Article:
I have written here before about Meera Nanda, the Indian philosopher who champions Enlightenment values as the antidote to radical Hindu nationalism in her native country.
Now a Muslim woman takes up the same urgent plea for the Enlightenment as a corrective to Islamic fundamentalism, and particularly to the oppression of women in Muslim countries.
Ayaan Hirsi Ali was raised a Muslim in Somalia. Her father saw to it that his bright daughter was educated, and he protected her from the ritual custom of genital mutilation, but he cruelly rejected her when she refused to marry the husband he had chosen for her. Ali sought asylum in Holland, where she is now a fully-assimilated member of parliament. She was a collaborator of the Dutch filmmaker Theo van Gogh who was murdered in 2004 by Muslim extremists, and she lives under around-the-clock armed guard.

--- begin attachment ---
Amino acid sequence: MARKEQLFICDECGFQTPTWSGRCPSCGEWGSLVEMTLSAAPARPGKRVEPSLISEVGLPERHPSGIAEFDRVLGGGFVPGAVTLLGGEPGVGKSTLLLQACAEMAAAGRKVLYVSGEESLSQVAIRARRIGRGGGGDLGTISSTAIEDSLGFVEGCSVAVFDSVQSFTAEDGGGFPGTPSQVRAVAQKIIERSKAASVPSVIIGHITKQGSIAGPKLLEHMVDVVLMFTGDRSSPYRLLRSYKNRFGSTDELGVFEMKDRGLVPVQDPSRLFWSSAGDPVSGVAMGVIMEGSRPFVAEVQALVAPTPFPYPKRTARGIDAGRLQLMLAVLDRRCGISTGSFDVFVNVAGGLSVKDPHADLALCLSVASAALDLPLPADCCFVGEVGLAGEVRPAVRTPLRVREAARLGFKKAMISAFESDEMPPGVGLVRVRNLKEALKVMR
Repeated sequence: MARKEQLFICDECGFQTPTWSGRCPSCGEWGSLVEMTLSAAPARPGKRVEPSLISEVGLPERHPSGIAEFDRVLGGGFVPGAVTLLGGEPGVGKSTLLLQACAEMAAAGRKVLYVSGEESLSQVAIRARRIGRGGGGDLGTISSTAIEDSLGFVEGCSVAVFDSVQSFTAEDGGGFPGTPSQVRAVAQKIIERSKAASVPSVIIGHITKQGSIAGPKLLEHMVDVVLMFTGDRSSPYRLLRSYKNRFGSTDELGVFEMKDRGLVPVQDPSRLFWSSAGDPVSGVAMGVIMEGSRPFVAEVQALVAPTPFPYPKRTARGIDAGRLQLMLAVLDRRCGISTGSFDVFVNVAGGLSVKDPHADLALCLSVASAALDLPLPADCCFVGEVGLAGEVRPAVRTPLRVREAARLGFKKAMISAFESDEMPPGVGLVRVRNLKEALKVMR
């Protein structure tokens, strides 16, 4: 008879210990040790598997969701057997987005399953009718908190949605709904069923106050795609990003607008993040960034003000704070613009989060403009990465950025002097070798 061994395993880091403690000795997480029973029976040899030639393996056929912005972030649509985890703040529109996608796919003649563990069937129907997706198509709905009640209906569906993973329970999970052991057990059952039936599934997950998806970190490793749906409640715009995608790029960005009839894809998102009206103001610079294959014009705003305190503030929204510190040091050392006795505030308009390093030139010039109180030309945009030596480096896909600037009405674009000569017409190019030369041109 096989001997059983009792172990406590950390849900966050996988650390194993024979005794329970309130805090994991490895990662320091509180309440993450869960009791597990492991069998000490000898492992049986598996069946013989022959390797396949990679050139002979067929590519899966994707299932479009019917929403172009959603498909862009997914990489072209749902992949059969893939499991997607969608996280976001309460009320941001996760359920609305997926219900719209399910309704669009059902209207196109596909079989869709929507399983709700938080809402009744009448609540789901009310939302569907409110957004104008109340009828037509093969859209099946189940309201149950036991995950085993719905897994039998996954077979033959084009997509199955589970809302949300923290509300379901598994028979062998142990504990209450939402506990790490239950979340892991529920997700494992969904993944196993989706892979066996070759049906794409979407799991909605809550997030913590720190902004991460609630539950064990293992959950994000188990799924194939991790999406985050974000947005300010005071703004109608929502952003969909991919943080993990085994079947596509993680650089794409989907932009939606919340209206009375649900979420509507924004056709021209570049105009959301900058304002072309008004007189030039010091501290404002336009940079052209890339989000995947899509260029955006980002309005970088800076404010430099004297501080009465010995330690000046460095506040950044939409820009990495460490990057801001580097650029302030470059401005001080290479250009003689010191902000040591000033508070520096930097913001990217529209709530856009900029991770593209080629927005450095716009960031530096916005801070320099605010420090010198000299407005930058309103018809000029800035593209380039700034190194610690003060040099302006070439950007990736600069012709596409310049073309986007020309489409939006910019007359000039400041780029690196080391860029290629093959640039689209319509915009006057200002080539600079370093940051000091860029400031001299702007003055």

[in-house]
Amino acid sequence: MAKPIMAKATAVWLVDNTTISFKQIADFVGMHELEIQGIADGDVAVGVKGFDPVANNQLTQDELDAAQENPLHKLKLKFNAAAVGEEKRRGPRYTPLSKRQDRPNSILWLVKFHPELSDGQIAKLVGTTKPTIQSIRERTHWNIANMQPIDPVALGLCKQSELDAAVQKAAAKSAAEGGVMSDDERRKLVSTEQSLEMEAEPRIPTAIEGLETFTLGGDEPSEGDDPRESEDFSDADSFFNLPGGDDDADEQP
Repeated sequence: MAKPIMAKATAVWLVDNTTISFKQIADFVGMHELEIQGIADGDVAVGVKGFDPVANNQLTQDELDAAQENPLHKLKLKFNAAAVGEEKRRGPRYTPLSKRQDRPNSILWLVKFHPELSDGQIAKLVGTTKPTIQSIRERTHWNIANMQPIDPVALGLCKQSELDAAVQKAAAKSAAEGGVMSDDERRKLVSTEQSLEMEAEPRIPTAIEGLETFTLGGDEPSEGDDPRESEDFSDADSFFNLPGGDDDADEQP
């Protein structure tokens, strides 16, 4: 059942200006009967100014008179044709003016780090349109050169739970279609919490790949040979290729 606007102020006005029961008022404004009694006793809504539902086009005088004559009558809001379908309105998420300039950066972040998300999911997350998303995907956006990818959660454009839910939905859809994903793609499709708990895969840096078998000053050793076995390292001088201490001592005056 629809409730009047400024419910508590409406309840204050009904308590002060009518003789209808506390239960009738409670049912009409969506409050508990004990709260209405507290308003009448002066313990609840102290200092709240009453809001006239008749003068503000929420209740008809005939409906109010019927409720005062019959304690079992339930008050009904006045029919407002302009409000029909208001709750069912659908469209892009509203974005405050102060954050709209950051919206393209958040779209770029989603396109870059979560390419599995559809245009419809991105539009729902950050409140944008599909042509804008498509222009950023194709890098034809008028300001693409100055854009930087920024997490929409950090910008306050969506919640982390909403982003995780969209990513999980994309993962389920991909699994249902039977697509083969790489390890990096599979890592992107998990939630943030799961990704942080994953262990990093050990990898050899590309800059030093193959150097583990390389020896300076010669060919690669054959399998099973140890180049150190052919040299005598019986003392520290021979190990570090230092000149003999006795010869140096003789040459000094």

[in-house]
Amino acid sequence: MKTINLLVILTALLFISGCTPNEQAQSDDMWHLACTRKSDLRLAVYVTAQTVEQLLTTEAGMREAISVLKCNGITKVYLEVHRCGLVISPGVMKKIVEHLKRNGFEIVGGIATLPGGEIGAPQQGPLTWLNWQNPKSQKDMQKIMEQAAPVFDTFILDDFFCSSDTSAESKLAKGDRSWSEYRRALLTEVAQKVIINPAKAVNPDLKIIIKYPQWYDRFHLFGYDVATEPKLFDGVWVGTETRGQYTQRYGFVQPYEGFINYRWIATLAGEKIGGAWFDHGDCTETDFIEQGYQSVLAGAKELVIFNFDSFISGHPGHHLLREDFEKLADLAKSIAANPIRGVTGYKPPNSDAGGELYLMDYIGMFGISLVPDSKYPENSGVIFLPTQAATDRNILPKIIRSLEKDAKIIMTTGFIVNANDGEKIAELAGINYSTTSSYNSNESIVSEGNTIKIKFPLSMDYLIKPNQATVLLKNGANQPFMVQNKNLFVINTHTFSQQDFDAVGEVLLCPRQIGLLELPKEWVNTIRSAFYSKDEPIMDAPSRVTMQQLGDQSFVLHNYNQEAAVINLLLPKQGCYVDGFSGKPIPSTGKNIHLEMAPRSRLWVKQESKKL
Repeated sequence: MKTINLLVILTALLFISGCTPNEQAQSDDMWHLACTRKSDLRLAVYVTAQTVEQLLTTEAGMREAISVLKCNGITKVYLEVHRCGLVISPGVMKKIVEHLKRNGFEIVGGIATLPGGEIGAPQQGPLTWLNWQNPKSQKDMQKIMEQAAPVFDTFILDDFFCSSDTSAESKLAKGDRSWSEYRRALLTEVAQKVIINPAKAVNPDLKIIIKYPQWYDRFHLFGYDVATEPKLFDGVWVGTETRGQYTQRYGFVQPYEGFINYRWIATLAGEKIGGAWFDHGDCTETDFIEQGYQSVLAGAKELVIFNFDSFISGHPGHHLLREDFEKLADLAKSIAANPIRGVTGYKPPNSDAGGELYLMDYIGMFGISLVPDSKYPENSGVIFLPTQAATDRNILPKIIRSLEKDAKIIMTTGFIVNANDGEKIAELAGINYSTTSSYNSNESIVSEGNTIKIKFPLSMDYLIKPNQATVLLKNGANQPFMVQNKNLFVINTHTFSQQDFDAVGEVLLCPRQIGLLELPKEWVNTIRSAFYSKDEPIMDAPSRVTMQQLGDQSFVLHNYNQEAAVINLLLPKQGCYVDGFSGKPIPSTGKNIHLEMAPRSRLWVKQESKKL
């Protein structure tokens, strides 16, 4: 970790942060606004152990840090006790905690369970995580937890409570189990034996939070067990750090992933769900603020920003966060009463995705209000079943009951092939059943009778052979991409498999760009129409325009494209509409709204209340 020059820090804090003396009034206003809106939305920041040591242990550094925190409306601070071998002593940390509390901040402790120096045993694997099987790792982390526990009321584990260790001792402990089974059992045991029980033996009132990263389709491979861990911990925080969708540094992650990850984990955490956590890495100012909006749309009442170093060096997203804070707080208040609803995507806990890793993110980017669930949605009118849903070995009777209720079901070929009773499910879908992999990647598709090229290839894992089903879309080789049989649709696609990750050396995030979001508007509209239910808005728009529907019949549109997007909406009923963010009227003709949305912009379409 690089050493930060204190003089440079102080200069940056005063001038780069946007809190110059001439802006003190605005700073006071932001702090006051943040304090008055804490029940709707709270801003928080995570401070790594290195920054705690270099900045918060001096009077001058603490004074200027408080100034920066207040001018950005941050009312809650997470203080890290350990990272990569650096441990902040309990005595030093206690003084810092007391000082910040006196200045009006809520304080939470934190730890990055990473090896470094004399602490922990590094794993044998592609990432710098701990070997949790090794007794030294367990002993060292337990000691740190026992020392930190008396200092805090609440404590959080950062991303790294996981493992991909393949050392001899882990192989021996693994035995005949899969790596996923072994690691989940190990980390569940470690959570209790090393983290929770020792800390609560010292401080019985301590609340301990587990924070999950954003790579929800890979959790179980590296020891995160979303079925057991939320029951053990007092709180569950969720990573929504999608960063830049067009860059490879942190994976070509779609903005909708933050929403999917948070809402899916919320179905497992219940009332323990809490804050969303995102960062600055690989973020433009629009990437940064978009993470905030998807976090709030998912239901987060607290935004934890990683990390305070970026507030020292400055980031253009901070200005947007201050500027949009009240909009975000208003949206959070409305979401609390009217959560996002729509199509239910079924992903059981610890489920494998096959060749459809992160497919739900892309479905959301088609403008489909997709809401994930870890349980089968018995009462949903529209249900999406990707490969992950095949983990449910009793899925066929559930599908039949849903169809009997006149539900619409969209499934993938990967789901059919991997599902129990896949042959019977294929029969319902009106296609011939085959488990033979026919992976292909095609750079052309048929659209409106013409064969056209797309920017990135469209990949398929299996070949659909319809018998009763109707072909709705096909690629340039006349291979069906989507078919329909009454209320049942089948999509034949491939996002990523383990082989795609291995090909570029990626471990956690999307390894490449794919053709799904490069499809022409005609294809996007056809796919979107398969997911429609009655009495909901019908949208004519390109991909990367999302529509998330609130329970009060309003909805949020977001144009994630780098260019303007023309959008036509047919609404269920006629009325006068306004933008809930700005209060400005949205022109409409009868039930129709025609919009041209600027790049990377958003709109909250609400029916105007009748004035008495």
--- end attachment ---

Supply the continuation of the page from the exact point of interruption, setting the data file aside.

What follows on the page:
Ali is a fervent champion of the Enlightenment. What Islam needs, she says, is less Koran and more Voltaire. She lashes Western liberals for their reluctance -- in the name of political correctness and multiculturalism -- to criticize Islam. Religion -- all religion -- she says, is the enemy of progress. Meanwhile, countless Muslim women live wretched lives as property of their menfolk.
The Enlightenment may have had its origin in the West, but it is, as Nanda insists, the sea of progress into which all cultures flow. Perhaps it will be women such as Nanda and Ali who bring Hindu and Muslim fundamentalists kicking and screaming into the 21st century. Meanwhile, we have our own hands full in America.